It doesn’t matter exactly what the question is or how the reader feels about it as long as they feel something. Because as soon as they start questioning the choices made in the story and themselves in relation to what’s happening, they are no longer treating those fictional events as words on a page, they’re treating them as things that actually happened. They’re treating them as real.
Here’s an example of what I mean:
I bump into someone I haven’t seen since my college days. I can’t remember his name, even though we were close friends. The conversation is a minefield for me as I try to have a friendly chat without giving away my faux pas.
The above is the kind of thing that might happen in real life and which you might go home and tell your significant other about.
Here’s a similar incident with plot:
Jack bumps into Dave who he hasn’t seen since college. Jack reminds Dave that he still owes him some money which Dave was supposed to mail him but never did. Dave apologises but has no cash on him right now. He asks for Jack’s address so he can send him the money. Jack suggests they go the bank on the corner. Dave would but he’s late for a meeting.
So lots of back and forth that might end up going somewhere, but so far quire mechanical and chess-like.
Okay, so now the value-added version:
Jack bumps into old college room-mate Dave and reminds him of the money he owes him. Dave doesn’t know what Jack’s talking about and after a heated discussion he makes his excuses and rushes off, leaving his coat behind. Jack picks up the coat to go after Dave and feels a wallet in the pocket. In it there’s enough cash to pay Jack back. He takes what’s owed him and hands the coat to the barman. He goes home and tells his wife what happened. She remembers the incident (she went to the same college), only it wasn’t Dave who owed him the money, it was his other room-mate Andy. Jack realises he just robbed his old pal.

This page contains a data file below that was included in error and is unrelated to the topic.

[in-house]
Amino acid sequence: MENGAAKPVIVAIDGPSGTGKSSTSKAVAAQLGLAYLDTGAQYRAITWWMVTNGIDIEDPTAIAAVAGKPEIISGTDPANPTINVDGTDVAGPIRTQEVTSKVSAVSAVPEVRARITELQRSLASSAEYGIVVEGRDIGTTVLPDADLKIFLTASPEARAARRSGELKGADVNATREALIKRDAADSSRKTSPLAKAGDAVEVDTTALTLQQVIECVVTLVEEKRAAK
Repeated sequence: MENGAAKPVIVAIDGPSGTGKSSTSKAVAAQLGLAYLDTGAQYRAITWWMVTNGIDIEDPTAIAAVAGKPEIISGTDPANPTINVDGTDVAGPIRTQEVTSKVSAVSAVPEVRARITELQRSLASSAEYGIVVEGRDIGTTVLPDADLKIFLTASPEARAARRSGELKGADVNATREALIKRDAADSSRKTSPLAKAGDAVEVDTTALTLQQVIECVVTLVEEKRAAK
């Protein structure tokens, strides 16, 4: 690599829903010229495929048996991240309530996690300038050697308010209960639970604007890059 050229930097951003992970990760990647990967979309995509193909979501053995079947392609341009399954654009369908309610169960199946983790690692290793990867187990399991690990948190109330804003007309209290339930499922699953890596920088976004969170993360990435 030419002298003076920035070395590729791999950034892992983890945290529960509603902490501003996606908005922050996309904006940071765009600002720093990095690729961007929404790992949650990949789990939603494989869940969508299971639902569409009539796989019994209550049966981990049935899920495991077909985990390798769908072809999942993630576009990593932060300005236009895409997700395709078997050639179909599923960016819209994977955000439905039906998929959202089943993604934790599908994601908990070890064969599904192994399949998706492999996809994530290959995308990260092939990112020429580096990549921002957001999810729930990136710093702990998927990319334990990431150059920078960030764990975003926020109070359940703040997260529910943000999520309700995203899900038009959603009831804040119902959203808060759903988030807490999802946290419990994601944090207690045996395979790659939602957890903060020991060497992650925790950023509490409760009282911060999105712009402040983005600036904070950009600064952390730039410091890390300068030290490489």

Now, the reason this version is more of a story than the others isn’t simply because more happens (I could have padded out the other versions to be the same length), it’s because what Jack does and why he does it raises all sorts of ethical and moral questions, and also evokes particular emotions. The anger at someone who refuse to admit the truth, the self-righteous feeling of justice served, the shock and embarrassment of realising you were in the wrong—all these sorts of feelings invite you to judge your values against those of the characters in the story.
You may relate to the character’s behaviour, you may consider him to be a terrible person, or you may think it no big deal. It doesn’t really matter as long as you engage with the story. Your involvement is enough to push you into the story world, after that your involvement is the writer’s to lose.
How subtle or blatant these values come across can vary greatly. Some writers are very keen to make sure you know who’s in the right and who’s in the wrong. Other writers can be quite vague and it can be hard to tell whether someone was justified in their actions. But giving the story this added element can give you a better idea of what kind of person your character is and give readers a stronger connection to the story.